Present: Dave Thomas, Jack McGuffey, Patrick Flanagan, and Jim Watson
Absent: Karlyn McPartlin
I. Call to Order, Declaration of a Quorum, and Approval of Meeting Agenda
President Thomas called the meeting to order at 9:11 am and declared a quorum present.
The agenda was amended to move the Neighborhood Watch report earlier on the agenda to accommodate the speaker. A motion by Flanagan, seconded by Watson to approve the amended agenda was approved unanimously.
II. Introduction of Board and Architectural Committee Members
Thomas introduced the board members and read a statement explaining why McPartlin is not present. Flanagan objected to the reading of the statement since it was a private email and not an agendized item. Thomas noted the objection. Since the statement was not an action item but for information only it was allowed under the published agenda.
Thomas introduced the members of the Architectural Committee. He thanked Jim Poston for maintaining the association website and administering the Highlands Yahoo site. He thanked District Attorney Bill Maddox for his help in the eminent domain proceedings for the County’s acquisition of the Fire Station property. He also thanked bookkeeper Lydia Hammack for her work and explained that it is a more difficult job than one might imagine.
Flanagan thanked Mary Tallent-Stewart for her service on the board, Steve Morrow for his volunteer efforts as road manager, and the road crew for their work.
III. Appointment of Teller Committee to Count Ballots
This item is void due to the necessity of an entire new election proceeding. There is a handout available explaining the need for the new election. Nomination forms have been mailed to all owners. New ballots will be mailed at the end of the nomination period.
IV. Comments by Association Members
An owner commented that as a homeowner she appreciates the timely posting of minutes and agendas on the website. Poston distributes these by email to those who subscribe.
Stacy Jones thanked the board for their work.
V. Presentation of Invited Guests and Reports
A. Storey County Commissioners
Thomas noted that all three County Commissioners are present for the meeting.
Commissioner Bill Sjovangen introduced the other commissioners, sheriff, fire chief and county planner.
He noted that the legislature has approved a land bill for a development called Sunny Hills that hopes to extend from eastern Washoe County, above Hidden Valley, into northwestern Storey County. There is a provision in the bill to amend the county line to move the development area into Washoe County if both boards of commissioners approve the boundary amendment. The area in question is north of the 40 acre parcels.
The county is working on the issue of trapping wildlife in the Highlands. He has met with the Department of Wildlife and has determined that some changes need to be made to the county code. Currently state law allows hunting and trapping anywhere within the Highlands. This issue is being addressed together with the Nevada Department of Wildlife (NDOW).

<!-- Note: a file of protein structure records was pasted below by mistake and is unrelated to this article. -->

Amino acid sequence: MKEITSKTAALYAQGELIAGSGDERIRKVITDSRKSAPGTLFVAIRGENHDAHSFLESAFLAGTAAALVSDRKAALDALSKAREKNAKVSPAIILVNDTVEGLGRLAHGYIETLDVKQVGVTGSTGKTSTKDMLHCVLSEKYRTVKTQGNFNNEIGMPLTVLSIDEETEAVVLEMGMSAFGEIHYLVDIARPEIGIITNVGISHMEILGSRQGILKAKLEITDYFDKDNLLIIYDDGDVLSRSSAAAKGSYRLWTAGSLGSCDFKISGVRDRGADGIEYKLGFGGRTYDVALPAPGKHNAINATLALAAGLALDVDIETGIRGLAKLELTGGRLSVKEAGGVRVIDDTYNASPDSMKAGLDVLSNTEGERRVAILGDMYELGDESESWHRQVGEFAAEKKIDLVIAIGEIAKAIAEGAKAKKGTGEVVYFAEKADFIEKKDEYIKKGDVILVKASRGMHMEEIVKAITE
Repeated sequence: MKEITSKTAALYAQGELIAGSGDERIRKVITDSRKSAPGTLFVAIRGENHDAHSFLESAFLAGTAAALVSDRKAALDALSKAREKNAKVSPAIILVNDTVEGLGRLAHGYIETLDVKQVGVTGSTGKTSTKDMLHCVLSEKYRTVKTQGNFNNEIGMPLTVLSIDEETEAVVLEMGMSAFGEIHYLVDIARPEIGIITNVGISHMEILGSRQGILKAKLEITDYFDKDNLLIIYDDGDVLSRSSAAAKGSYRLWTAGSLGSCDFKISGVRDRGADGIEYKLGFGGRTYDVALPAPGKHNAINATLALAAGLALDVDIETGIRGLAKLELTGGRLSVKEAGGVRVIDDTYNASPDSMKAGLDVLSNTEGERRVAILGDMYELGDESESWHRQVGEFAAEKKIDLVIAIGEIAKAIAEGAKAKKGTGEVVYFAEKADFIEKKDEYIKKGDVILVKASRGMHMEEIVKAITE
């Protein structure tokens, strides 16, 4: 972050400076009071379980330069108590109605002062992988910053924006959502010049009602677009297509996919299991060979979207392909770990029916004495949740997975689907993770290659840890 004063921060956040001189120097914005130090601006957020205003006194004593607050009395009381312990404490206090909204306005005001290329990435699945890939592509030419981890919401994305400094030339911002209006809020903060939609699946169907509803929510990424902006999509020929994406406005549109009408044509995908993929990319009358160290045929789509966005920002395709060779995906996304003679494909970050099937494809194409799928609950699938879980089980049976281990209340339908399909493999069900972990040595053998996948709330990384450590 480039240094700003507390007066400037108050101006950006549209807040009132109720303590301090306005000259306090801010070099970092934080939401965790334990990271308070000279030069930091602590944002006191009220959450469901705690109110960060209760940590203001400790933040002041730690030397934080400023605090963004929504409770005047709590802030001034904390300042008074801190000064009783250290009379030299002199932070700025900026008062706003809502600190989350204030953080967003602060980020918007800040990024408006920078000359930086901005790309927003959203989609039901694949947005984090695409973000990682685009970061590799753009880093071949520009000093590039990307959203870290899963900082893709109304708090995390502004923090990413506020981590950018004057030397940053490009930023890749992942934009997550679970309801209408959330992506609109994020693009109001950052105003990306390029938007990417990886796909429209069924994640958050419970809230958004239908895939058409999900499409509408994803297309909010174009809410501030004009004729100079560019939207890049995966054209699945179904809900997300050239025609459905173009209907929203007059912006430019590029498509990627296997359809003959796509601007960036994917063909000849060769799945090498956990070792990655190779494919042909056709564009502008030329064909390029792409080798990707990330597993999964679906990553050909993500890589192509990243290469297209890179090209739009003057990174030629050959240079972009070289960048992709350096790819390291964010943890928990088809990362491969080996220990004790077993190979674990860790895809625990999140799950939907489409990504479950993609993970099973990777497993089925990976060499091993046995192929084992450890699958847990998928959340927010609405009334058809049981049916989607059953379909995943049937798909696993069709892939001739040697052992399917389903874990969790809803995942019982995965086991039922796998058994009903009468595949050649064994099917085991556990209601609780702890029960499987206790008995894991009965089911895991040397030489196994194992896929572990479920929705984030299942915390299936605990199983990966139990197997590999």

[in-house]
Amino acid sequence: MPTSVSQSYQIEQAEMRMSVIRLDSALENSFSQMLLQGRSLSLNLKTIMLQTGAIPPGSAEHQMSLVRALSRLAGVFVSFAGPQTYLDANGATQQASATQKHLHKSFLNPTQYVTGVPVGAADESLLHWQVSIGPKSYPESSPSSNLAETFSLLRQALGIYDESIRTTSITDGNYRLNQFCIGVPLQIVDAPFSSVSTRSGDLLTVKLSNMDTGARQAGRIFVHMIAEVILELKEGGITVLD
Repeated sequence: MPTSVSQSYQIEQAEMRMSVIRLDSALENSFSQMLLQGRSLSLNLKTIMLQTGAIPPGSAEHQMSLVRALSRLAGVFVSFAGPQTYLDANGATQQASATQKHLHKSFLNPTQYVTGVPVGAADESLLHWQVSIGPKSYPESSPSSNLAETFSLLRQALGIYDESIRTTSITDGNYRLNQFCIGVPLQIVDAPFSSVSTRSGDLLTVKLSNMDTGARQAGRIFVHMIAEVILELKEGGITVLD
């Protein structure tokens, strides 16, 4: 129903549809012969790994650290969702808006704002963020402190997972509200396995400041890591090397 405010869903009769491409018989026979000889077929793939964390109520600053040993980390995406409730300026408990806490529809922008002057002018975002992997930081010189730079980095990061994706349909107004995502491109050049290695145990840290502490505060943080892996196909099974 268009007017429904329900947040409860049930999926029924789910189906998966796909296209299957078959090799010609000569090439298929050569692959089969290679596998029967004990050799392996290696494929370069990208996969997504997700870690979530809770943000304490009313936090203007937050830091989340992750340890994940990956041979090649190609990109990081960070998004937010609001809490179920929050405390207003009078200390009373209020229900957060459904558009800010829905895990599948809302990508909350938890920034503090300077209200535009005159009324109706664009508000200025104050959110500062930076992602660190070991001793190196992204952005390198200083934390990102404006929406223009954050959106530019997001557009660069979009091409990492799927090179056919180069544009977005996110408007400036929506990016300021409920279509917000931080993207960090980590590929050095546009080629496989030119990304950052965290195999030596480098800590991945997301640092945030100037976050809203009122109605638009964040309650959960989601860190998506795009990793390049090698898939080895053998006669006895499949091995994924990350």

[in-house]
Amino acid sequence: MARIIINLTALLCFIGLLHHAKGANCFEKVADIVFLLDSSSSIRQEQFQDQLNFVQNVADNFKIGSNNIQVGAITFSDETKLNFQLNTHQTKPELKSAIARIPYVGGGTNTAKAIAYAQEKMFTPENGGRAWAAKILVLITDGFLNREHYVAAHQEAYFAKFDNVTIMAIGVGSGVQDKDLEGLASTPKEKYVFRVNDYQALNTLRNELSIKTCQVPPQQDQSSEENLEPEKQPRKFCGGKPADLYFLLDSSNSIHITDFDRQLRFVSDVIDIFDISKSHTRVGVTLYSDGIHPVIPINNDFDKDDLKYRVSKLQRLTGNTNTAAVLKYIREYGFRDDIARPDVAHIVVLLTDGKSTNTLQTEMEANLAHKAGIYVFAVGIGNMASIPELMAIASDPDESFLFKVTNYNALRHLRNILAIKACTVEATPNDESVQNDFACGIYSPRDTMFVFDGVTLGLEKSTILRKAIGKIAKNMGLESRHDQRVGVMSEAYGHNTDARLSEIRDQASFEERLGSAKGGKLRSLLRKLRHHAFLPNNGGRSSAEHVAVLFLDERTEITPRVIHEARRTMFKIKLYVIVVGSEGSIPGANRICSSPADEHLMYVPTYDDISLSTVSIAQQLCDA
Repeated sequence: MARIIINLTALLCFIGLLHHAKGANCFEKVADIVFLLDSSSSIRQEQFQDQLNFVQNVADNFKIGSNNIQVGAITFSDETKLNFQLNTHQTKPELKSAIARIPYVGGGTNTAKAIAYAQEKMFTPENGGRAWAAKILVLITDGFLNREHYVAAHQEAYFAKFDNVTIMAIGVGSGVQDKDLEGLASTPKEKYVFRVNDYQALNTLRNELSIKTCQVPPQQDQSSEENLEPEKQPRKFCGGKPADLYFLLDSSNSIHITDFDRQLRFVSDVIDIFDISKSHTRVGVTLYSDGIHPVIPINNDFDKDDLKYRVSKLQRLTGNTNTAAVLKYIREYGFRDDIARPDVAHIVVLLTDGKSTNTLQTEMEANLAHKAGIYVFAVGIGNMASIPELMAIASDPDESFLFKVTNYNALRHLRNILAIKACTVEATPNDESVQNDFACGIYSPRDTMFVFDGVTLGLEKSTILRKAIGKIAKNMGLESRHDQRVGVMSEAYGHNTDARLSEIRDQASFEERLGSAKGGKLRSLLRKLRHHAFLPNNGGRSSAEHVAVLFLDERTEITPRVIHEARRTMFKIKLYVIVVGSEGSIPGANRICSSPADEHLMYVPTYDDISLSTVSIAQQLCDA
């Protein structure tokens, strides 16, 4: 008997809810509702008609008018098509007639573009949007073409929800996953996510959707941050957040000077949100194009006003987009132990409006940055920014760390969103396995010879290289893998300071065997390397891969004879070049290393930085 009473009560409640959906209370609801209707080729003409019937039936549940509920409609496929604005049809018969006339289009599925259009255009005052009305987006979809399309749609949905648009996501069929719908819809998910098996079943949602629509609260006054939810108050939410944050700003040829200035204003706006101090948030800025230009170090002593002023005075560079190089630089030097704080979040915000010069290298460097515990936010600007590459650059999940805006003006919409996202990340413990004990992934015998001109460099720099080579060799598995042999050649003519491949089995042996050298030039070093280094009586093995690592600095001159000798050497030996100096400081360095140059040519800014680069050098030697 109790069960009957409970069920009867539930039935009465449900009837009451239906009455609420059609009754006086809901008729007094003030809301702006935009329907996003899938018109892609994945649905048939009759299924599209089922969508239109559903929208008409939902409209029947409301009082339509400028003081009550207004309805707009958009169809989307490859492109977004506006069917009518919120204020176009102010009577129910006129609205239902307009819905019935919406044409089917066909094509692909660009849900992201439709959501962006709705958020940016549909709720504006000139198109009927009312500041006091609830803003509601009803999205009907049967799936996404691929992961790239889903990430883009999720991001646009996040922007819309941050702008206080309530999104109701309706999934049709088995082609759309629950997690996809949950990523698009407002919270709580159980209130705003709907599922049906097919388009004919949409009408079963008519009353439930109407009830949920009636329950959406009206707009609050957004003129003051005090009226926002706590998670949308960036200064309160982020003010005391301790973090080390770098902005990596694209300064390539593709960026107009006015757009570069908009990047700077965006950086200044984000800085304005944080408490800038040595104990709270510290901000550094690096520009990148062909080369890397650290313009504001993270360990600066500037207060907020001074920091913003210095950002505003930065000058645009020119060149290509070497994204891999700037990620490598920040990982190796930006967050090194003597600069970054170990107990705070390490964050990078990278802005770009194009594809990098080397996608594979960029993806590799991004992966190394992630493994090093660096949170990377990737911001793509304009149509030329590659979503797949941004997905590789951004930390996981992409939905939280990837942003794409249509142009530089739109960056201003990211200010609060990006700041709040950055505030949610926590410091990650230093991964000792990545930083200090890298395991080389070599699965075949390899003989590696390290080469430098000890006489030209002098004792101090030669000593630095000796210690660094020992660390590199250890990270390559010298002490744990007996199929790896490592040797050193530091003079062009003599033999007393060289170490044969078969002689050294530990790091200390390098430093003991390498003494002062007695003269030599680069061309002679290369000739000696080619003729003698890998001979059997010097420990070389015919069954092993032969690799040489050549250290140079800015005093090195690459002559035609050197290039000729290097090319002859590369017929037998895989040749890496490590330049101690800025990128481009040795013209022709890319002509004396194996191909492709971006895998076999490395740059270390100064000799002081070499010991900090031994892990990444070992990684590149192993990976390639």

The Fire Department has graded and done maintenance on Long Valley Road both as a training exercise and to enable equipment to readily reach residences in that area.
Paving will be done minimally as needed on Lousetown. They will cover the cost of the first mile of Cartwright Road, which is dedicated right-of-way. They can provide staff and equipment for the remainder of Cartwright, but the two property owners’ associations will have to pay for materials. Public Works Director Mike Nevin will be the contact for this project.
He reiterated that the condemnation of the Fire Station property is complete.
Commissioner Lance Gilman addressed the owners present and commented on how important these meetings are to learn about community issues. Open meeting laws prevent discussion by the commissioners of issues outside of regular commission meetings. Attending association meetings offers them an opportunity to discuss issues important to the owners and associations.
Commissioner Marshall McBride addressed the meeting and thanked the board for their dedication to the association. He stated that he has lived in Storey County for his entire life and is very appreciative of the Highlands community. He is very concerned about limiting growth in Storey County to a slow, controllable rate. He emphasized that the commissioners are very cognizant of the wishes of the community. He commented that he reads the chat board to keep tabs on issues. He stated that anyone can contact him about issues at any time and has business cards available.
Jed Margolin asked if the commissioners would put the Sunny Hills land swap issue on a ballot for a determination by voters before approving it. Sjovangen said that once they have more information, and if there is a lot of opposition, there will be a ballot item. No decision has yet been made on this issue.
The proposed development will import water from Reno. It could be accessed from Lousetown Road, but paved access will be from the west through Washoe County.
Lance Gilman commented that if the development is built and a water system that imports water from Washoe County is in place, the Highlands might be able to utilize that system at some future date if needed. He said the commissioners have vowed to listen to the community here on these issues.